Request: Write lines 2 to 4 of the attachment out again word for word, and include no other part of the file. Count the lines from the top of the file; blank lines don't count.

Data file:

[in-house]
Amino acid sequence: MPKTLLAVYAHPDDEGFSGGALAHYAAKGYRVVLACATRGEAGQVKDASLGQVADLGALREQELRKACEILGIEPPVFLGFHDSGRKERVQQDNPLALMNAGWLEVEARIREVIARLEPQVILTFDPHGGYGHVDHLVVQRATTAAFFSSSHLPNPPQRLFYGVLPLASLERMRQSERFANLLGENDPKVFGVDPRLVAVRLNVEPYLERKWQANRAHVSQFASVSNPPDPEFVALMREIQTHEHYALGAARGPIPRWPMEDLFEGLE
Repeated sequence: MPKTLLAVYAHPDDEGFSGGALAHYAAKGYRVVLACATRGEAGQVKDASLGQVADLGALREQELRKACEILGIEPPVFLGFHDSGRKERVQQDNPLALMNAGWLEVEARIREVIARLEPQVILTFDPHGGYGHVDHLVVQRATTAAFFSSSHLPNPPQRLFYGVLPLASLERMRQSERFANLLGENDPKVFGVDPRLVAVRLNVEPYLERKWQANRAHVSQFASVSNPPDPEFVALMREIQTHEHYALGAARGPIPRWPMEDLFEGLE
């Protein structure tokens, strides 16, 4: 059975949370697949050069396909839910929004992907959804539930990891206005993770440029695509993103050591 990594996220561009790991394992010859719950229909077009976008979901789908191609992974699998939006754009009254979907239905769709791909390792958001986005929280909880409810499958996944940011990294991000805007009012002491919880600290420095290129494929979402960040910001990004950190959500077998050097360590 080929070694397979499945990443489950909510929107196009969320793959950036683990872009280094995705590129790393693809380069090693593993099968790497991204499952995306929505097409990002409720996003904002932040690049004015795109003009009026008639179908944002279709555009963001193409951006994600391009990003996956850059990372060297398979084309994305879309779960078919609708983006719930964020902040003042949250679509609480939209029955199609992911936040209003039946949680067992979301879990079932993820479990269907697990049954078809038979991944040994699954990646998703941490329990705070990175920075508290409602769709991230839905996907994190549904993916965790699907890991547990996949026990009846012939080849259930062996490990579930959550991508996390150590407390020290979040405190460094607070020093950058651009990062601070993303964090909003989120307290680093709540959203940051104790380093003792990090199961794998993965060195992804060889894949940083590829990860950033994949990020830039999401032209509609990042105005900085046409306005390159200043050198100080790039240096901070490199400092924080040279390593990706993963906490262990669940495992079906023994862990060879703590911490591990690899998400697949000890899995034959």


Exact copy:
Amino acid sequence: MPKTLLAVYAHPDDEGFSGGALAHYAAKGYRVVLACATRGEAGQVKDASLGQVADLGALREQELRKACEILGIEPPVFLGFHDSGRKERVQQDNPLALMNAGWLEVEARIREVIARLEPQVILTFDPHGGYGHVDHLVVQRATTAAFFSSSHLPNPPQRLFYGVLPLASLERMRQSERFANLLGENDPKVFGVDPRLVAVRLNVEPYLERKWQANRAHVSQFASVSNPPDPEFVALMREIQTHEHYALGAARGPIPRWPMEDLFEGLE
Repeated sequence: MPKTLLAVYAHPDDEGFSGGALAHYAAKGYRVVLACATRGEAGQVKDASLGQVADLGALREQELRKACEILGIEPPVFLGFHDSGRKERVQQDNPLALMNAGWLEVEARIREVIARLEPQVILTFDPHGGYGHVDHLVVQRATTAAFFSSSHLPNPPQRLFYGVLPLASLERMRQSERFANLLGENDPKVFGVDPRLVAVRLNVEPYLERKWQANRAHVSQFASVSNPPDPEFVALMREIQTHEHYALGAARGPIPRWPMEDLFEGLE
């Protein structure tokens, strides 16, 4: 059975949370697949050069396909839910929004992907959804539930990891206005993770440029695509993103050591 990594996220561009790991394992010859719950229909077009976008979901789908191609992974699998939006754009009254979907239905769709791909390792958001986005929280909880409810499958996944940011990294991000805007009012002491919880600290420095290129494929979402960040910001990004950190959500077998050097360590 080929070694397979499945990443489950909510929107196009969320793959950036683990872009280094995705590129790393693809380069090693593993099968790497991204499952995306929505097409990002409720996003904002932040690049004015795109003009009026008639179908944002279709555009963001193409951006994600391009990003996956850059990372060297398979084309994305879309779960078919609708983006719930964020902040003042949250679509609480939209029955199609992911936040209003039946949680067992979301879990079932993820479990269907697990049954078809038979991944040994699954990646998703941490329990705070990175920075508290409602769709991230839905996907994190549904993916965790699907890991547990996949026990009846012939080849259930062996490990579930959550991508996390150590407390020290979040405190460094607070020093950058651009990062601070993303964090909003989120307290680093709540959203940051104790380093003792990090199961794998993965060195992804060889894949940083590829990860950033994949990020830039999401032209509609990042105005900085046409306005390159200043050198100080790039240096901070490199400092924080040279390593990706993963906490262990669940495992079906023994862990060879703590911490591990690899998400697949000890899995034959």